Statue - statuary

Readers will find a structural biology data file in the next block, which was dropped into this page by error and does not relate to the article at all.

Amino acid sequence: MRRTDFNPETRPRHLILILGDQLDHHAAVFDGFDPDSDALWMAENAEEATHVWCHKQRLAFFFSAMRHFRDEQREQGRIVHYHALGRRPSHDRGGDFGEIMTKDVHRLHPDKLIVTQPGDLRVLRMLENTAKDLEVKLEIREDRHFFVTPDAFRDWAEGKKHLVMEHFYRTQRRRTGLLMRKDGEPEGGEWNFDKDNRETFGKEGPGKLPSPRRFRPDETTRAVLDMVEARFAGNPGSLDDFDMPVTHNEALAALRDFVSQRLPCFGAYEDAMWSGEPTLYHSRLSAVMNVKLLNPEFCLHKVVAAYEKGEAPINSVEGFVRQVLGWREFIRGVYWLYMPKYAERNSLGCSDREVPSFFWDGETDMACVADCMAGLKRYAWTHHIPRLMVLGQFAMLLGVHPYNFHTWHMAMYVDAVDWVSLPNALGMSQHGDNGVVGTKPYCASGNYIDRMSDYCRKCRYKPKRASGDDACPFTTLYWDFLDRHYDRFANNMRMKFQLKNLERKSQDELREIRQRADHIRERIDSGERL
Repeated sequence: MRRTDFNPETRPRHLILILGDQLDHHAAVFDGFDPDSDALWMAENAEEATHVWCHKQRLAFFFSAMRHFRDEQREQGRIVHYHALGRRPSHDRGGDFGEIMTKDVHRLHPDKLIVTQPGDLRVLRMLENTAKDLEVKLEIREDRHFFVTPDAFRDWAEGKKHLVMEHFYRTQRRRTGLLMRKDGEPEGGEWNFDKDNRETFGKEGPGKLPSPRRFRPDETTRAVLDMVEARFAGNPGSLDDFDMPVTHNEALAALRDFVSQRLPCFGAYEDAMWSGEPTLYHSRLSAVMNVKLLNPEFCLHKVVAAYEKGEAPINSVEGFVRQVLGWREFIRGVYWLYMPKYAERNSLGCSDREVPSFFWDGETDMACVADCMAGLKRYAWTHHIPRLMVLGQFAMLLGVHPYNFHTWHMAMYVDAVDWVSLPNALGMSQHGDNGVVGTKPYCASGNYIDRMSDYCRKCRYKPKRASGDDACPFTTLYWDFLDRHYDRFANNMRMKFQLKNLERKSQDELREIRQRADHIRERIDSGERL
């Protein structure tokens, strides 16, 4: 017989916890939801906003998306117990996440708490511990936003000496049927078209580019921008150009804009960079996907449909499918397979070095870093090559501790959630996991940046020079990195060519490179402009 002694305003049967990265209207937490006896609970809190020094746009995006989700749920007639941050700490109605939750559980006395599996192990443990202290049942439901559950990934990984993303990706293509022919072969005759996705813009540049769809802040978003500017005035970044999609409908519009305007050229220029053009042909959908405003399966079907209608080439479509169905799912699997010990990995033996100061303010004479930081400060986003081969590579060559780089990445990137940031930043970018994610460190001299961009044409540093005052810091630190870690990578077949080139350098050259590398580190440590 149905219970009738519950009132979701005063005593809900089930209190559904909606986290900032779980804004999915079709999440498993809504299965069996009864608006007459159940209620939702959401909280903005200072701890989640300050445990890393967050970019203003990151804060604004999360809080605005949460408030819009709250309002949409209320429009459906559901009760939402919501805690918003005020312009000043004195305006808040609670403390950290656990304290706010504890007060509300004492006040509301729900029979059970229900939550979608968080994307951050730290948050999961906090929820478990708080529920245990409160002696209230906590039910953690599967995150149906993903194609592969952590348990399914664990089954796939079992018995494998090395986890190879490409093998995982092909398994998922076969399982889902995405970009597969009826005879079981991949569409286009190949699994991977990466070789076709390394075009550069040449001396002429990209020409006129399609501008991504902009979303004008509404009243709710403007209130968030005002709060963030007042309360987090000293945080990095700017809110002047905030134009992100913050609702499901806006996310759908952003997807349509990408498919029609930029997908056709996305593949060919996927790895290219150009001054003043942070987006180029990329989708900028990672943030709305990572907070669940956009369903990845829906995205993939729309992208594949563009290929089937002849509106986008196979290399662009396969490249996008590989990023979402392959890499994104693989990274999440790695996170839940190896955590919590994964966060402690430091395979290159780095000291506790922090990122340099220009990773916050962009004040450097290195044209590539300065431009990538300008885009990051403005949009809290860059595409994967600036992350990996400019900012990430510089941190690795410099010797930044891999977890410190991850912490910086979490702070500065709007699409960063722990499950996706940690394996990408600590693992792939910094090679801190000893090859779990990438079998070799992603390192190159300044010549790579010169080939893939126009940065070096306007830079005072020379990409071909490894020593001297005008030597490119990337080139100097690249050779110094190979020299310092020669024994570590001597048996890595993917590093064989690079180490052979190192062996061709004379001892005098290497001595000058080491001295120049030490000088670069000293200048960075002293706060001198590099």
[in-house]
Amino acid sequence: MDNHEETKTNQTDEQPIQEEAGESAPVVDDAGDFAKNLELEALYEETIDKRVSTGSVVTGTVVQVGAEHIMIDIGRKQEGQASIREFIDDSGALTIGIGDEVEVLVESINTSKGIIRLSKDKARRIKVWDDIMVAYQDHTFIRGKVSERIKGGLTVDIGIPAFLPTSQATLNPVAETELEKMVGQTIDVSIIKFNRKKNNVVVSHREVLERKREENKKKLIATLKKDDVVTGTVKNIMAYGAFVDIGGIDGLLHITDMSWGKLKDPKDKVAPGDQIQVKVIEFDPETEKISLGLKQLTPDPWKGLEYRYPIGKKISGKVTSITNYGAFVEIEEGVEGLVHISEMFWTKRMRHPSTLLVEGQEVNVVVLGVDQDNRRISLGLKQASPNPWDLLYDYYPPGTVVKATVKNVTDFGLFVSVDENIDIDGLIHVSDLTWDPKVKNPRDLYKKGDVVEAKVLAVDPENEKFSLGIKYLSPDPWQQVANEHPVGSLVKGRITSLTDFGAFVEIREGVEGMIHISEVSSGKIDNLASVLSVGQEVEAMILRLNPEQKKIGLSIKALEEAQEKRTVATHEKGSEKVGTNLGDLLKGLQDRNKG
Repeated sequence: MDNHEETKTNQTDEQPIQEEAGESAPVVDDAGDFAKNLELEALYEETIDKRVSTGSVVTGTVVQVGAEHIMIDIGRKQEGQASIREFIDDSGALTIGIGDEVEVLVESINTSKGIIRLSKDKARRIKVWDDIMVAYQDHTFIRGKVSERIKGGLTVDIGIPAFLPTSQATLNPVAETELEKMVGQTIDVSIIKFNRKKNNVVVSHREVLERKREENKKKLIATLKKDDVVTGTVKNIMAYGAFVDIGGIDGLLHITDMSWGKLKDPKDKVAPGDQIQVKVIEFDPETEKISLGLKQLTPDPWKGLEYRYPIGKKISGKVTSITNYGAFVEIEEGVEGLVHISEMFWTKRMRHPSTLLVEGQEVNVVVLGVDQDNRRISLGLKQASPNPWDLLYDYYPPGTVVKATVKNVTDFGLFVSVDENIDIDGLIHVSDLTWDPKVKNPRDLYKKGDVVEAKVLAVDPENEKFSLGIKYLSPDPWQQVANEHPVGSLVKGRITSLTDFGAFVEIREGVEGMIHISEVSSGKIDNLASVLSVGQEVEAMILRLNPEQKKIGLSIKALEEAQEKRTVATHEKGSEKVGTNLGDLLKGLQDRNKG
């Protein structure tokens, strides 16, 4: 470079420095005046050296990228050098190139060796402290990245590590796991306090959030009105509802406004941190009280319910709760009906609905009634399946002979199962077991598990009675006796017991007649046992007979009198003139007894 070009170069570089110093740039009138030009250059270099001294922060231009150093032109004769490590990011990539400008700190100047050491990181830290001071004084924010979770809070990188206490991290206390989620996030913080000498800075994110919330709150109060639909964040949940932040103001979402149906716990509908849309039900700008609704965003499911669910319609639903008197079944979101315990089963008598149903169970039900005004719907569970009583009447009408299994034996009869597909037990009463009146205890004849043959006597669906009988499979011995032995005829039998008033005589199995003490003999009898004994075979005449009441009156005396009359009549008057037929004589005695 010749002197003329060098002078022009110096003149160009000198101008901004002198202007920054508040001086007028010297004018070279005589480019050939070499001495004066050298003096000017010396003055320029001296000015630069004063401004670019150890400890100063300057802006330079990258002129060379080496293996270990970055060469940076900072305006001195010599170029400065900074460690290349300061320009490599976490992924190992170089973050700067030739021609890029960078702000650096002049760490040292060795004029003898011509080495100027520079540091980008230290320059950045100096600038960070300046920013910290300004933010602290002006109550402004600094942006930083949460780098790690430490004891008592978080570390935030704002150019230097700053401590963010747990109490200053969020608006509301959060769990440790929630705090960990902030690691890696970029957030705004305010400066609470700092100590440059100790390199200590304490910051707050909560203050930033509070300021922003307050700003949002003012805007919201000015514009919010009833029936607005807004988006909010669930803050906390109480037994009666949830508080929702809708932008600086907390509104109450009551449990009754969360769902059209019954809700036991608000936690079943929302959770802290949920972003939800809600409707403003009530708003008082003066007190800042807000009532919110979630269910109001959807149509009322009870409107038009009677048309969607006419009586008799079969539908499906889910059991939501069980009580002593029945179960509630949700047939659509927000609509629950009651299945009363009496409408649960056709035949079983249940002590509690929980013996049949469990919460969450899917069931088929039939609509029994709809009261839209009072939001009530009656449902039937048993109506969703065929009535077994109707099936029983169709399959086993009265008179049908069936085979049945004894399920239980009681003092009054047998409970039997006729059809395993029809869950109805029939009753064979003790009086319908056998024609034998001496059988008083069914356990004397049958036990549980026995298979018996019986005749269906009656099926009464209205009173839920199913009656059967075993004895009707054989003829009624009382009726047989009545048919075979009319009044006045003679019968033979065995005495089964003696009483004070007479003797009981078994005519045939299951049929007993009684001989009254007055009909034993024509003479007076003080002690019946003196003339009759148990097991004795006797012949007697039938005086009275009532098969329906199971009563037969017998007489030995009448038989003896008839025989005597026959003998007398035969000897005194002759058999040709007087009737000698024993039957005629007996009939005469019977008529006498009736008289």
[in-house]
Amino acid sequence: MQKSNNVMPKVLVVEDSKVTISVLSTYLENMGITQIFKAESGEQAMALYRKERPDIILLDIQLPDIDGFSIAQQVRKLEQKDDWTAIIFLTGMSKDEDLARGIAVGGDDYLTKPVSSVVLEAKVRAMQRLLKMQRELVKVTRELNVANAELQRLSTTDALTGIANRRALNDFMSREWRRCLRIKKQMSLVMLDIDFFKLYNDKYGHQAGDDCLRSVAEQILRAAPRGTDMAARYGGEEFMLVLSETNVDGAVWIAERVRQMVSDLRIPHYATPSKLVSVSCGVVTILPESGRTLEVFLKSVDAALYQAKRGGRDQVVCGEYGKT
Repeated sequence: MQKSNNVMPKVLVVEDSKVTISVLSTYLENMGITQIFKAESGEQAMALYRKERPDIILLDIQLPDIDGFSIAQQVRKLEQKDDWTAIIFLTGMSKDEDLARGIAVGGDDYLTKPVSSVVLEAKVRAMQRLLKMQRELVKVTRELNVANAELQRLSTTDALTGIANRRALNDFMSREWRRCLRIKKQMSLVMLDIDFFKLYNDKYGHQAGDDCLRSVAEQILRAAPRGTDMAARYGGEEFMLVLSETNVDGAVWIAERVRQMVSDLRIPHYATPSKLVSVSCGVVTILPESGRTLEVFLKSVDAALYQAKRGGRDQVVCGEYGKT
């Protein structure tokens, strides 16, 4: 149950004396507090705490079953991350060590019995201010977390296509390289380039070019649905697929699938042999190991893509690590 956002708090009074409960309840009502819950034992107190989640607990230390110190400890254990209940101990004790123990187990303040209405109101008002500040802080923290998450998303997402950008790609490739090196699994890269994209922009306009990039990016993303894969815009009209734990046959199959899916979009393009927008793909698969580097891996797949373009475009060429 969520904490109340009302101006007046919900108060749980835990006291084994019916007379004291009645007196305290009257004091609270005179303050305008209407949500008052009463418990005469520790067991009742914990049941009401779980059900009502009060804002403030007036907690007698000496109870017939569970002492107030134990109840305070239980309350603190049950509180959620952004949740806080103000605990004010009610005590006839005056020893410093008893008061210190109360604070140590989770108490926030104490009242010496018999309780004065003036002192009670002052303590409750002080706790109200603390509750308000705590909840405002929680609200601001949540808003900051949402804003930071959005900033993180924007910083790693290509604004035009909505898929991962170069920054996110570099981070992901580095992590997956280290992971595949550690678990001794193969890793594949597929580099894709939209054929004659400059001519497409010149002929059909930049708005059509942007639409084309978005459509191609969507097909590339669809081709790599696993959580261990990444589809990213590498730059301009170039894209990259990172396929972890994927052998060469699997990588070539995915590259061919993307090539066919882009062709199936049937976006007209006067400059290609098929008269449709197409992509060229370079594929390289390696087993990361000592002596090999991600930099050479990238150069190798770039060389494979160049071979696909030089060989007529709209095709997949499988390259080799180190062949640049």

A carved or modeled figure, especially of a person or animal. The tradition goes back to earliest recorded cultures, but among 19th and early 20th-century American sculptors, creating statuary, usually in neo-classical and realist styles, was ???bread and butter???. It was a time when heroes were celebrated with public monuments, and sculptors received commissions for commemorative works from institutions, city governments and individuals. Many of the sculptures had allegorical and religious themes to suggest that the subject transcended commonality and was associated with that which was lofty, grand and noble. Nude figures were acceptable in that Victorian period as long as certain rules were followed. The context was to be an uplifting theme to avoid any suggestion of carnality or sensual desire. Often white marble was used for these nude figures to suggest virginity and purity. American sculptors of this era known for their public statues included Thomas Ball, Augustus St. Gaudens, William Couper, Daniel Chester French, Thomas Crawford, Gertrude Whitney, Richard Greenough, Hermon Atkins MacNeil, Lorado Taft, Alexander Milne Calder, Myra Musselman-Carr and Launt Thompson. Sources: Greta Elena Couper, "An American Sculptor on the Grand Tour"; Ralph Mayer, "A Dictionary of Art Terms and Techniques"; AskART database